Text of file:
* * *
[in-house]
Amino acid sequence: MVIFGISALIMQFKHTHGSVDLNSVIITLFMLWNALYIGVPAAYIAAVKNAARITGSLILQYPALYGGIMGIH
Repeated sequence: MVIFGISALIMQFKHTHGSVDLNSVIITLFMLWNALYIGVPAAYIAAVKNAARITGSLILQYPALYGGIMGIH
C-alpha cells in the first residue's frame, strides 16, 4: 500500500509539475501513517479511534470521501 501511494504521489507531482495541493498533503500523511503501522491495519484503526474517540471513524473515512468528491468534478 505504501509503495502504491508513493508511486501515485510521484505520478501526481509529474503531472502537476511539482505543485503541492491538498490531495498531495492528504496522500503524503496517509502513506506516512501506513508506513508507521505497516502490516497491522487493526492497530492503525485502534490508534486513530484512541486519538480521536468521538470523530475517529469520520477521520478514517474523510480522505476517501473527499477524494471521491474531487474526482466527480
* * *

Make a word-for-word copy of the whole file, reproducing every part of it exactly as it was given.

[in-house]
Amino acid sequence: MVIFGISALIMQFKHTHGSVDLNSVIITLFMLWNALYIGVPAAYIAAVKNAARITGSLILQYPALYGGIMGIH
Repeated sequence: MVIFGISALIMQFKHTHGSVDLNSVIITLFMLWNALYIGVPAAYIAAVKNAARITGSLILQYPALYGGIMGIH
C-alpha cells in the first residue's frame, strides 16, 4: 500500500509539475501513517479511534470521501 501511494504521489507531482495541493498533503500523511503501522491495519484503526474517540471513524473515512468528491468534478 505504501509503495502504491508513493508511486501515485510521484505520478501526481509529474503531472502537476511539482505543485503541492491538498490531495498531495492528504496522500503524503496517509502513506506516512501506513508506513508507521505497516502490516497491522487493526492497530492503525485502534490508534486513530484512541486519538480521536468521538470523530475517529469520520477521520478514517474523510480522505476517501473527499477524494471521491474531487474526482466527480